I work for a company that has an e-commerce website. Regularly we make specific campaigns in order to sell more. For example: We can make a campaign for fathers day, black Friday, crazy August, and so on.


It is hard to understand the impact of the campaign on sales. Because the impact of the campaign can not be isolated from a recent trend or a seasonality of the market.

Solution I thought so far

If I decompose the time-series using, for example STL, could I take the residuals and correlate them with predictors?


  • Correlate with expenses on media on the e-commerce (as long as I have the historical data)

  • Correlate with the period that a campaign was active (If positive peaks in the residuals agree with the investment in ads, while negative peaks happened when there was no investment, may I say that there is a correlation)?


  • I know that I can't interpret the result of this relationship as causation, but the main point is: Can I take the residuals and proceed with a regular regression analysis?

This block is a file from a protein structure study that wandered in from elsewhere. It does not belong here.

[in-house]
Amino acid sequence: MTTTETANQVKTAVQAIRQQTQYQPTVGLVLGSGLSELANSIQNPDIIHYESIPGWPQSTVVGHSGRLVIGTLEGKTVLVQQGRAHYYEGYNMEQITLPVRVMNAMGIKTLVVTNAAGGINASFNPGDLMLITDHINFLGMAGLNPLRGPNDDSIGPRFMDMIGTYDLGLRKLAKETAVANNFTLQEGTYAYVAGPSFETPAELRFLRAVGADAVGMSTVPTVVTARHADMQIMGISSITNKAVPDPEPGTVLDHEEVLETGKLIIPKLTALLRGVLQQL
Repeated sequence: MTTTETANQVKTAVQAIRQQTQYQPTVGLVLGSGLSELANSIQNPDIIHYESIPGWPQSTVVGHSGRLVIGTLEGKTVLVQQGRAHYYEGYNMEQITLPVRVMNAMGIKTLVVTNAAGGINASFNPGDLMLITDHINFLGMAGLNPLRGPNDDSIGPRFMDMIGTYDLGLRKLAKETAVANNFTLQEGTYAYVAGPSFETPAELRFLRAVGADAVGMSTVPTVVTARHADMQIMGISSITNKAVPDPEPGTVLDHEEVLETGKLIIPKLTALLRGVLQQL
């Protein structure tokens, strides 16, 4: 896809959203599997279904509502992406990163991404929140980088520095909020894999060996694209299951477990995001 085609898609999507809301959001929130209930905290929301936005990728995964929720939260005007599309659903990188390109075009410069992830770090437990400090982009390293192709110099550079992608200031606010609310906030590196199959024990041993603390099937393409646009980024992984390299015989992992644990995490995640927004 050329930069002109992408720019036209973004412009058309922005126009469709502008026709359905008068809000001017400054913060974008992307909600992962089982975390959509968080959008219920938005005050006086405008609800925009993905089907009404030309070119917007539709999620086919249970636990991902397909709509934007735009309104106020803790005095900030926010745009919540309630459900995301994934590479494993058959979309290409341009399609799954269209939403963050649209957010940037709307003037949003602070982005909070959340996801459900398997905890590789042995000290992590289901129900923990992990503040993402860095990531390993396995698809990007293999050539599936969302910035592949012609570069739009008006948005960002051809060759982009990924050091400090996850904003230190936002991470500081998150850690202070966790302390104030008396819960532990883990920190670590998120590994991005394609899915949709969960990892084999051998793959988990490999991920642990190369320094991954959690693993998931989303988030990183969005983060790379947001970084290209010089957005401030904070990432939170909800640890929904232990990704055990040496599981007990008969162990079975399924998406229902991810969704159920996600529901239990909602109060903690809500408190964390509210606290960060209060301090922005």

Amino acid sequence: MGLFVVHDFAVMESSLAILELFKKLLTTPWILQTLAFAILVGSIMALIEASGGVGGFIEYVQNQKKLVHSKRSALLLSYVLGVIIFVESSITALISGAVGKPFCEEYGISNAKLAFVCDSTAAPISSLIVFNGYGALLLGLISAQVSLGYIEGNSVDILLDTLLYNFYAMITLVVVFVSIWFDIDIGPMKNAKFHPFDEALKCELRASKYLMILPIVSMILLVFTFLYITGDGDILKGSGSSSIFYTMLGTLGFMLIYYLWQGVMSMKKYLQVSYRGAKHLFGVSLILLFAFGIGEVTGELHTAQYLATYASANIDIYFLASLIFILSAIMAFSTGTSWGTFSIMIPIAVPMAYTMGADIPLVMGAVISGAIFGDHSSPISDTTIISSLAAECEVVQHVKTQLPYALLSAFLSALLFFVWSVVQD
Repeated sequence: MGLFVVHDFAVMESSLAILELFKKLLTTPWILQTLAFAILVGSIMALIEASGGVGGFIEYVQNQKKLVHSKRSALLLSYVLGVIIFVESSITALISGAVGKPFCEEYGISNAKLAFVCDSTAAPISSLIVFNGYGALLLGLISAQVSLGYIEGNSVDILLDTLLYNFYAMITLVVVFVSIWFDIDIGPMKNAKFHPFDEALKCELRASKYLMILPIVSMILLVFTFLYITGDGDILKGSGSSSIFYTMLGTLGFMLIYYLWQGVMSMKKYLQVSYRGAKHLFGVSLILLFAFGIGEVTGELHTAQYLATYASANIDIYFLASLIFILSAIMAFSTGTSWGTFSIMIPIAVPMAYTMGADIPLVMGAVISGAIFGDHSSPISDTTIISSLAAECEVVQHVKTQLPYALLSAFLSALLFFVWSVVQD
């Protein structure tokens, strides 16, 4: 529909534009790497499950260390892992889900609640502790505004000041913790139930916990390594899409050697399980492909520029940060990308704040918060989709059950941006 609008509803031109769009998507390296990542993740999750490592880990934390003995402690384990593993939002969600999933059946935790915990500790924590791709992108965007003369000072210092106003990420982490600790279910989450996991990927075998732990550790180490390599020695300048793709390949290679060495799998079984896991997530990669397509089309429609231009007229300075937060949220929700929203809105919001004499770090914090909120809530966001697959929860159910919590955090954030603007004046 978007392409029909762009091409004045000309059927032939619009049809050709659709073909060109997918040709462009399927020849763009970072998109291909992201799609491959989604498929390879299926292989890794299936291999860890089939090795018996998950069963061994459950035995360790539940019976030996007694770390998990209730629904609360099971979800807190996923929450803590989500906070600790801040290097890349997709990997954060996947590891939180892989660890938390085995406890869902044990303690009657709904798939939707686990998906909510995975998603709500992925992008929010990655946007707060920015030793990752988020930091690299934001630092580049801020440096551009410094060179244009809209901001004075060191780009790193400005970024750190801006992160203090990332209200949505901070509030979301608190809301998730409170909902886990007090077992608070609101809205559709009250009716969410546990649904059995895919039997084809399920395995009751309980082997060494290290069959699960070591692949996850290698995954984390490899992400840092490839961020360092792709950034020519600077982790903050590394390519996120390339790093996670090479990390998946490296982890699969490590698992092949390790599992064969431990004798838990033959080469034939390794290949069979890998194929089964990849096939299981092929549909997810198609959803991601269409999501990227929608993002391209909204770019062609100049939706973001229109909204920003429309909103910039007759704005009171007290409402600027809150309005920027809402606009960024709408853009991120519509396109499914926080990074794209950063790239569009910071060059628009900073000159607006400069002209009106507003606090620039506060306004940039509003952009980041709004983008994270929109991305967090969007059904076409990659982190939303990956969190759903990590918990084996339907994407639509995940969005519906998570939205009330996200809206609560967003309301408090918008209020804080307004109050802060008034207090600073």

• Is there a better approach to measure the impact of a campaign in this case?

  • I read that the US government removes the seasonality of the time-series to evaluate whether the unemployment rate increases/decreases over time. This was my inspiration for the question.

  • Thyme-boost use this approach for prediction;


1 Answer 1


You're right that this analysis will not be causal, but it could still be interesting for you to perform. Beware of unintended reasons residual peaks may correspond with patterns in your covariates though.

One way to attempt to overcome issues with your planned analysis would be to construct treatment and control groups. Research Difference-in-Differences to learn more about this.

There are other ideas, too, that might be worth your time and build upon the ideas above. Here is one from Google that goes into great detail on how they dealt with this very problem via bayesian structural time series models (it also provides both python and r code to boot).


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